Event date: 6 October 2010
Speaker: Dr. Charlotte Epstein, University of Sydney
Title: Discourse, the subject and identity in International Relations
Can we study state identities in IR without presuming the state has a self? The two pieces explored in today’s reading group propose that the discourse approach offers a more theoretically parsimonious and empirically grounded way of studying identity in IR than approaches developed in the wake of both constructivism and the broader ‘psychological turn’. In the second piece for instance, Dr. Epstein starts with a critique of the discipline’s understanding of the ‘self’ uncritically borrowed from psychology. Jacques Lacan’s ‘speaking subject’ offers instead a non-essentialist basis for theorizing about identity that has been largely overlooked. This insight allows us to steer clear of the field’s fallacy of composition, which has been perpetuated by the assumption that what applies to individuals applies to states as well. This is illustrated empirically with regards to the international politics of whaling.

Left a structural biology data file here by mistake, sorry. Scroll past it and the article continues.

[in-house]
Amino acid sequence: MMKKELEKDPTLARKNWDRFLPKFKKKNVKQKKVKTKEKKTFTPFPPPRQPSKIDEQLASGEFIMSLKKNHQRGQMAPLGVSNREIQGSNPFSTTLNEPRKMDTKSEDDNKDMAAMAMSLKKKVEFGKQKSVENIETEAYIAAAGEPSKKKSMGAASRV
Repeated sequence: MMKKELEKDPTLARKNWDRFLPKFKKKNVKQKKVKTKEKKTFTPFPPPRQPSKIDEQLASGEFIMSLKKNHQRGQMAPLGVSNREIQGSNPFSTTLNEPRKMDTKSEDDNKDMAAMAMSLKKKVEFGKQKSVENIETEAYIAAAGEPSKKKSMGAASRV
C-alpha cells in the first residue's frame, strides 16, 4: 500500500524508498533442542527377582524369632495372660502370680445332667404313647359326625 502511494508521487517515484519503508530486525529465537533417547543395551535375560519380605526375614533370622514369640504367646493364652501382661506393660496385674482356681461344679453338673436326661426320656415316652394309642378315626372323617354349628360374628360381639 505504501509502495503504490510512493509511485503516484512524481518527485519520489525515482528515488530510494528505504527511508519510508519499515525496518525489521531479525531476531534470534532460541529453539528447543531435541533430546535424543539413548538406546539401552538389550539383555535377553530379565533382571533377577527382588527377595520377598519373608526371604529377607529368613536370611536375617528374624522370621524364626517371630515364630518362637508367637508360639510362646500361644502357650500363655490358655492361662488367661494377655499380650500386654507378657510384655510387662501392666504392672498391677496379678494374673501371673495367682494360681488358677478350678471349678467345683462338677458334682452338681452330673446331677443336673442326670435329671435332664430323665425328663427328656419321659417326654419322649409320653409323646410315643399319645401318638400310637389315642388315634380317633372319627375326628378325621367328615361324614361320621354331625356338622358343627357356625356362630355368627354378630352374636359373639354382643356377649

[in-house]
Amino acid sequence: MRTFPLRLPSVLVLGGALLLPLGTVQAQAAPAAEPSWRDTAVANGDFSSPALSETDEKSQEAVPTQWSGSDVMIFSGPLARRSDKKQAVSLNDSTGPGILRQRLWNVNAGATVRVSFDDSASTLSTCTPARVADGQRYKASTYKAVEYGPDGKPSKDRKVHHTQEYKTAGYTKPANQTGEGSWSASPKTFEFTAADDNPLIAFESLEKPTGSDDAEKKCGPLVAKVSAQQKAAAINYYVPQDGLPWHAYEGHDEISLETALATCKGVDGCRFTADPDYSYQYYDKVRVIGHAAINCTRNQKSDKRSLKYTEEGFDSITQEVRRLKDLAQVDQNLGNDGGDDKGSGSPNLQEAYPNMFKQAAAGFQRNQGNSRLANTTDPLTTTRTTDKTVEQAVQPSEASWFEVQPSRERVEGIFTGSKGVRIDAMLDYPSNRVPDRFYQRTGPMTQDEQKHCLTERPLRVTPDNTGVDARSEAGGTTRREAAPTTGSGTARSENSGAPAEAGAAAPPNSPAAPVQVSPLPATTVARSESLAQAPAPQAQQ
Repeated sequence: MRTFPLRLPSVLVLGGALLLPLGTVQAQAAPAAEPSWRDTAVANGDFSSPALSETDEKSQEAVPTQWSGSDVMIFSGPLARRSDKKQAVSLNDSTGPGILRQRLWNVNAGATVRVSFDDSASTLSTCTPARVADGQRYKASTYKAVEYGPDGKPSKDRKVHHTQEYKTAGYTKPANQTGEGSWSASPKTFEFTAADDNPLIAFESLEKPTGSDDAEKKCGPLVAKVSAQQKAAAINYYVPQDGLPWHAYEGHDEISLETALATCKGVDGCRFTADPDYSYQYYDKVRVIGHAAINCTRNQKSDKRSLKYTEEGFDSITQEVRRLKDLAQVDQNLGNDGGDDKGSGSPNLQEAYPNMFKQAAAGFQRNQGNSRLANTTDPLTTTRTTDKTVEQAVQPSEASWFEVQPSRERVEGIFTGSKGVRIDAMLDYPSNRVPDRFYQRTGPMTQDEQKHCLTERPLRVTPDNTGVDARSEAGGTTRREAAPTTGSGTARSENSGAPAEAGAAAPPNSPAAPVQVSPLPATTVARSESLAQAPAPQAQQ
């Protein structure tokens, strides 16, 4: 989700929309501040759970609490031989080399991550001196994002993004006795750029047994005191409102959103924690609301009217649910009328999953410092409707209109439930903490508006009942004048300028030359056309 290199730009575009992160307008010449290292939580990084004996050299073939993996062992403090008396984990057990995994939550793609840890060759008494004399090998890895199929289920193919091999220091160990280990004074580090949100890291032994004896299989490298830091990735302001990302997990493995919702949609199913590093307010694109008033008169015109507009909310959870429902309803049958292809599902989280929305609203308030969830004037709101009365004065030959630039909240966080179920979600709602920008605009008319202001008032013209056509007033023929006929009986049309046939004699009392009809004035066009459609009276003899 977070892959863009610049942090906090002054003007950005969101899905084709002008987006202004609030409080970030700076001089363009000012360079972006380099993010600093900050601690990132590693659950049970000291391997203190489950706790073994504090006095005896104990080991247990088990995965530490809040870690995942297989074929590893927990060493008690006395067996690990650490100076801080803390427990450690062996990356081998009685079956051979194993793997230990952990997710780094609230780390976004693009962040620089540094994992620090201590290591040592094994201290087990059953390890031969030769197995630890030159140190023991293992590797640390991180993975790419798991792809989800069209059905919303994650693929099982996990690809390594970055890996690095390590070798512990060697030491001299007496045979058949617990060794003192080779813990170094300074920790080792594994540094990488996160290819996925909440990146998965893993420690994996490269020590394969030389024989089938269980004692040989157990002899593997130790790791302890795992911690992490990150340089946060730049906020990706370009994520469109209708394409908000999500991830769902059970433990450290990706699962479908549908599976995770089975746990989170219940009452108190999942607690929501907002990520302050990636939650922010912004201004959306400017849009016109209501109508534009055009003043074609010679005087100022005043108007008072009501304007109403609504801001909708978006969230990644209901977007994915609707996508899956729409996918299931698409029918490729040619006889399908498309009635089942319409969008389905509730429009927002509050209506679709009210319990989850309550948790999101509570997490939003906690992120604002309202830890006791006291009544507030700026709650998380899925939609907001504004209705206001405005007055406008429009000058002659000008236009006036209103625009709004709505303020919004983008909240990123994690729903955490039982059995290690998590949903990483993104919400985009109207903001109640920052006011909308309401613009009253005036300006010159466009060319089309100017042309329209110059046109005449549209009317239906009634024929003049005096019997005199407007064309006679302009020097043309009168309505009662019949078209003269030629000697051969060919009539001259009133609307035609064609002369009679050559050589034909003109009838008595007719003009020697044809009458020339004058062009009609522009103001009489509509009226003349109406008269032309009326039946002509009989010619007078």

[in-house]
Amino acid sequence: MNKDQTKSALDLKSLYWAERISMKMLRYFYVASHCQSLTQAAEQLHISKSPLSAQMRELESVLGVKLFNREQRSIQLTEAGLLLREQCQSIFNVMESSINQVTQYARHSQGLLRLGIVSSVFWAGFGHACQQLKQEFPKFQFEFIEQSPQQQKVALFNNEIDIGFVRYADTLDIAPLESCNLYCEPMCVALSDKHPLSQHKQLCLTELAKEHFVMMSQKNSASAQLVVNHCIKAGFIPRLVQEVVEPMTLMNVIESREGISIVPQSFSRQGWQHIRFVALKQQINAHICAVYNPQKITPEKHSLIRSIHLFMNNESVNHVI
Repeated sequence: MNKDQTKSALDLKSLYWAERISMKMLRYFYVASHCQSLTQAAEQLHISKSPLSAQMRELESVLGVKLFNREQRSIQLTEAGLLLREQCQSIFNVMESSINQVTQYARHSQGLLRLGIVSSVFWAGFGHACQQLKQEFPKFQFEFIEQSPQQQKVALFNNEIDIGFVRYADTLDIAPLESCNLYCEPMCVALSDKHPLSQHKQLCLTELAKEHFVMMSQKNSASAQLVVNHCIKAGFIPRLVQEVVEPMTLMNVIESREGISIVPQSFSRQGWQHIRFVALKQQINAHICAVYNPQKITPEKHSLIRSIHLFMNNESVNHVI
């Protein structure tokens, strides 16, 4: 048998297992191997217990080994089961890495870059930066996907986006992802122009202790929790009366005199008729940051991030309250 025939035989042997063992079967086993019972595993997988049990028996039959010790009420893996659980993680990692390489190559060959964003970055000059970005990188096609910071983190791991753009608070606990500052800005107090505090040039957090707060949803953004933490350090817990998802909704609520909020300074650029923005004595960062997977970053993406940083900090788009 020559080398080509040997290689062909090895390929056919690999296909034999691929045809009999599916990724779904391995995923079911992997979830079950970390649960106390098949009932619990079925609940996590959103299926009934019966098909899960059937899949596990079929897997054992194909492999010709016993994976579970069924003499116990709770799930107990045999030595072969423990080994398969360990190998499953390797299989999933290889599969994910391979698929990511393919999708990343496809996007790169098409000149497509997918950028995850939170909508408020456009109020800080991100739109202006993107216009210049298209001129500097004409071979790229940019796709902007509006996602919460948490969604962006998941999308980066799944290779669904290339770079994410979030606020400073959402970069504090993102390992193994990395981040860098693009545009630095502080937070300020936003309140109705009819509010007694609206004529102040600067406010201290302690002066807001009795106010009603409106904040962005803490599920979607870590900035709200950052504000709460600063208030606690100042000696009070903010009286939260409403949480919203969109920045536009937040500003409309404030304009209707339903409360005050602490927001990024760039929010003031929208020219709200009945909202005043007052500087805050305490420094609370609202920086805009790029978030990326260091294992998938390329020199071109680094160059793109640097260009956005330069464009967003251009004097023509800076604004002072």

Participants must have read the following two pieces and be ready to discuss them:
- The introduction to Charlotte’s book, The Power of Words in International Relations : Epstein Ch1 sample chapter
- Charlotte’s latest piece in European Journal of International Relations, entitled ‘Who speaks? Discourse, the subject and identity in international relations’ : Who Speaks?
Dr. Charlotte Epstein is a senior lecturer in International Relations in the Department of Government and International Relations, University of Sydney.
Organised by the Humanities and Arts Research Centre (HARC) and the New Political Communications Unit at Royal Holloway